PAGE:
Greetings, I hope by the time you read this that you are enjoying an early spring. I’ll start with some news from our licensing division.

Licensing Snapshot

We recently expanded TLC UP, an online portal that lets you submit documents from wherever is most convenient for you. TLC UP now includes a new feature called “License Snapshot,” which lets you take a real-time view of your TLC license. You can see what your current license status is, when it expires, and when you need to take your next drug test. If you are a vehicle owner, you can check your base or SHL permit affiliation, and review your insurance information. If you are a medallion agent, you can see a list online of all the medallions you manage, and what their statuses are.

To try out this new feature, please visit, and log in with your license number, the last 5 digits of your social security number or employer identification number, and the zip code for your mailing address.

We hope this brings more convenience to the licensing process. If you have any questions about this tool, don’t hesitate to email us at


City Council Developments

You likely followed the City Council developments last month, when the Committee on Rules, Privileges and Elections dissolved the Committee on For-Hire Vehicles after derogatory remarks made by Council Member Ruben Diaz about the LGBTQ community in New York City. The countless contributions that LGBTQ residents make to New York City life is part of what makes our city great, and we are gratified that the Council took decisive action. The TLC has interacted with Council Member Diaz extensively because of the committee, and his comments come as no surprise after a year of experiencing his divisive behavior at many different public hearings.

Despite that behavior over the past year, the TLC and City Council worked together to pass crucial bills under the leadership of Speaker Johnson, including new laws on driver income and a limit on for-hire vehicles that are not wheelchair accessible. We greatly look forward to working closely with the Transportation Committee on the significant work ahead this year and are committed to making sure that legislation is not slowed because of this transfer. Whether we work together on Vision Zero, driver protection, accessibility or preventing service refusals, we know this will be a fruitful partnership. Good government leads to good policy.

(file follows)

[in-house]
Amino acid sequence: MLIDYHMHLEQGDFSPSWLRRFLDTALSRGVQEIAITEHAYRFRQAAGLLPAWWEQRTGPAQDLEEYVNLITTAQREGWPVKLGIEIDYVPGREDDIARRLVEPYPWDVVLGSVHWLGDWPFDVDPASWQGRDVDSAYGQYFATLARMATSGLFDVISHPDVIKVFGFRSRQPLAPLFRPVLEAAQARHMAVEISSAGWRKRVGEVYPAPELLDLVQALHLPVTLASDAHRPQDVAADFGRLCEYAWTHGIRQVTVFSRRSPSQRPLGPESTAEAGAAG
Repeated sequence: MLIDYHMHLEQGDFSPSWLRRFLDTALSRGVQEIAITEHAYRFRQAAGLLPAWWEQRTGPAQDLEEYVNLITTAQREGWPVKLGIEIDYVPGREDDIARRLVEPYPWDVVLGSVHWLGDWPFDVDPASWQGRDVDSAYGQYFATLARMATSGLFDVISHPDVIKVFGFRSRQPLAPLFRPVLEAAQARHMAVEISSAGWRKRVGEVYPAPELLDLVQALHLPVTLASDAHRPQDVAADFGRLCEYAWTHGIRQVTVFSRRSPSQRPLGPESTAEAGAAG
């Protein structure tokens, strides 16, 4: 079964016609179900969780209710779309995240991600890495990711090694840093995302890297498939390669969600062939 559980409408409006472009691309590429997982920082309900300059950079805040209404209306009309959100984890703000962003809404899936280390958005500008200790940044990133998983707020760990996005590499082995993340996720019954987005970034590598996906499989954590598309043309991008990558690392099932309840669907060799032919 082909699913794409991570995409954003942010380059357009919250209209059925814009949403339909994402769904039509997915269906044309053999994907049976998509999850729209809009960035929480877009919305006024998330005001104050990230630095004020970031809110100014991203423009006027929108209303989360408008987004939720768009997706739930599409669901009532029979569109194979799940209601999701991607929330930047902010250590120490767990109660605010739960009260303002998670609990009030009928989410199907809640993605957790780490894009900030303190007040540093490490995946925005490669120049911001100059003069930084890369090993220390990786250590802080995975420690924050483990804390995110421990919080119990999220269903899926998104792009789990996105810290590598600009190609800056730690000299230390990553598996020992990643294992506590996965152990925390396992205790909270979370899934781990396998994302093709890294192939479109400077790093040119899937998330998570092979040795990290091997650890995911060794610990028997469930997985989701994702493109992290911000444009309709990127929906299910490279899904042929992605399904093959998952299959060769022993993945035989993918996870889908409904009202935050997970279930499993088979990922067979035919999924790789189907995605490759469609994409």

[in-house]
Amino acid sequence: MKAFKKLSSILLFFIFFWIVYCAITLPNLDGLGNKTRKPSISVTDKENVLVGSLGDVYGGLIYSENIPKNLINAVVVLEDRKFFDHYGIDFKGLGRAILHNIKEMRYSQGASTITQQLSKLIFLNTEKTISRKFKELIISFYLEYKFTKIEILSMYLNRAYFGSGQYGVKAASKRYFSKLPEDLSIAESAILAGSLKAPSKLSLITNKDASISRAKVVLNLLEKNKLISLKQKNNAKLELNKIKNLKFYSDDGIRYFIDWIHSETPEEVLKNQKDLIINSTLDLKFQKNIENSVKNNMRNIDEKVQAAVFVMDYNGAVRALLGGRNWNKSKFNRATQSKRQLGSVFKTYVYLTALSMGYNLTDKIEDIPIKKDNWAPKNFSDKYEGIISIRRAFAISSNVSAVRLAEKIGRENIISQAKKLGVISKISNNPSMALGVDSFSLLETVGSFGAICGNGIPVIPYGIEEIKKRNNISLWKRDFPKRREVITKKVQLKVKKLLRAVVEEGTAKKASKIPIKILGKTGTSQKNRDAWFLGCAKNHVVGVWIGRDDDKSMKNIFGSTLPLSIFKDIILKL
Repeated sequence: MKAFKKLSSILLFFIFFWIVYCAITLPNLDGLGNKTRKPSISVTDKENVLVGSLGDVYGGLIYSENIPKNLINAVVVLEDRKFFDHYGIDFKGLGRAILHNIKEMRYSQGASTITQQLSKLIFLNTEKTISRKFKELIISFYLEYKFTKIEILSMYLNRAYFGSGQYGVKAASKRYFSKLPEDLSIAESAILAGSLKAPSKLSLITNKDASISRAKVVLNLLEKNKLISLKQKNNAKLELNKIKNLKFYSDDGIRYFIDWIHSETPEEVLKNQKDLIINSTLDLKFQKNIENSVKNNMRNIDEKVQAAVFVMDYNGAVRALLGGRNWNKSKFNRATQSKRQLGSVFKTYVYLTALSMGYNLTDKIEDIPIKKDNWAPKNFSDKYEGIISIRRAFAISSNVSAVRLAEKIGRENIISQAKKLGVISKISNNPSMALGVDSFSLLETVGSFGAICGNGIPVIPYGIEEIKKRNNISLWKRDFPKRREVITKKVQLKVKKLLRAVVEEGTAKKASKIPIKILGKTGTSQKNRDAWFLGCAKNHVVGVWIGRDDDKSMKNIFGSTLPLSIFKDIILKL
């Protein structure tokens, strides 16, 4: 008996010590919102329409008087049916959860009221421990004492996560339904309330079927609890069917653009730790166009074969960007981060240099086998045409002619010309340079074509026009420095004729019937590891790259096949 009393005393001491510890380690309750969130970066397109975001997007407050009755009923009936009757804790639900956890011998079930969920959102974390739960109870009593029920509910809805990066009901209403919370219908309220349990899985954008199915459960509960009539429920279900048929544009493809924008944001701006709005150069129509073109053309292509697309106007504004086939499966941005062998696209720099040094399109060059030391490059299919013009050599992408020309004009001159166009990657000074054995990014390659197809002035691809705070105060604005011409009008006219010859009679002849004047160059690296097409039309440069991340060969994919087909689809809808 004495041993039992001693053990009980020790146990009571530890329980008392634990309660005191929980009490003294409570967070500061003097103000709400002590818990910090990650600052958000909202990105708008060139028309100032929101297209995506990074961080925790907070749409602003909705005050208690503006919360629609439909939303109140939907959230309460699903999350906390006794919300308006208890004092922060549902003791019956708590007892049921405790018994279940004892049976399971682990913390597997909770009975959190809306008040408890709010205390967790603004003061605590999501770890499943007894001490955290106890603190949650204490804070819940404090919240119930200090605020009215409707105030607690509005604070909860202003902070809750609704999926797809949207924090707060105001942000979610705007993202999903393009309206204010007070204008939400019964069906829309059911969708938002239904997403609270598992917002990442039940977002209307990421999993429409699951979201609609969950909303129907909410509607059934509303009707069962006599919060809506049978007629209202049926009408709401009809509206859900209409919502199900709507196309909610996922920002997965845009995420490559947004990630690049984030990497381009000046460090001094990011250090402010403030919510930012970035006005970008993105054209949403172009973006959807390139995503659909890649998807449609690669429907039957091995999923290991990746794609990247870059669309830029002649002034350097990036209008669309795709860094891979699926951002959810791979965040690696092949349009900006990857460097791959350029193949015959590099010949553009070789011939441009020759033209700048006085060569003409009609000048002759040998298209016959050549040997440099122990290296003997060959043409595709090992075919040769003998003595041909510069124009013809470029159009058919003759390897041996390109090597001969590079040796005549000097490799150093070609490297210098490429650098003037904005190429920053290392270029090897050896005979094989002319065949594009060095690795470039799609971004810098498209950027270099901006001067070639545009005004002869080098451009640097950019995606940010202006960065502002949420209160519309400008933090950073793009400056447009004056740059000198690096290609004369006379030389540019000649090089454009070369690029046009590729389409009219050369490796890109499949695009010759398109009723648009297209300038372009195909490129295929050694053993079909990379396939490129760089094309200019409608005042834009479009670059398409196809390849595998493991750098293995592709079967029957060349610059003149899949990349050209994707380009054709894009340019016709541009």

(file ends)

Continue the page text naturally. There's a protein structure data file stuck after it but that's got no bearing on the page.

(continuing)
Driver Pay Protection Rules

A new video on the TLC website explains the Driver Pay Protection rules, which went into effect last month, despite a legal challenge.

Our Driver Pay Protection rules went into effect on Feb. 1. App companies Lyft and Juno went to court to try to stop these rules. Although they did not get a judge to agree with them on their plea to have the rules stopped, the companies are continuing their litigation. So as of today, all four high-volume for-hire services – Uber, Lyft, Via, and Juno – will pay drivers according to the new TLC rules. We will keep you posted as the litigation proceeds.

We have a section on our website dedicated to driver pay protection, and it includes an explainer video of how the rules work. You can go to select FHV Driver Pay Rules on the homepage to look at required pay rates and use our pay calculator.

If you drive one of the large four high-volume companies and don’t believe you were paid correctly for a trip, please email a receipt or screenshot that illustrates your concern, and any other information you think will help us investigate.

Until next time, drive like your family lives here!

Article by Meera Joshi

Meera Joshi is the Chair/Commissioner for the New York City Taxi and Limousine Commission.

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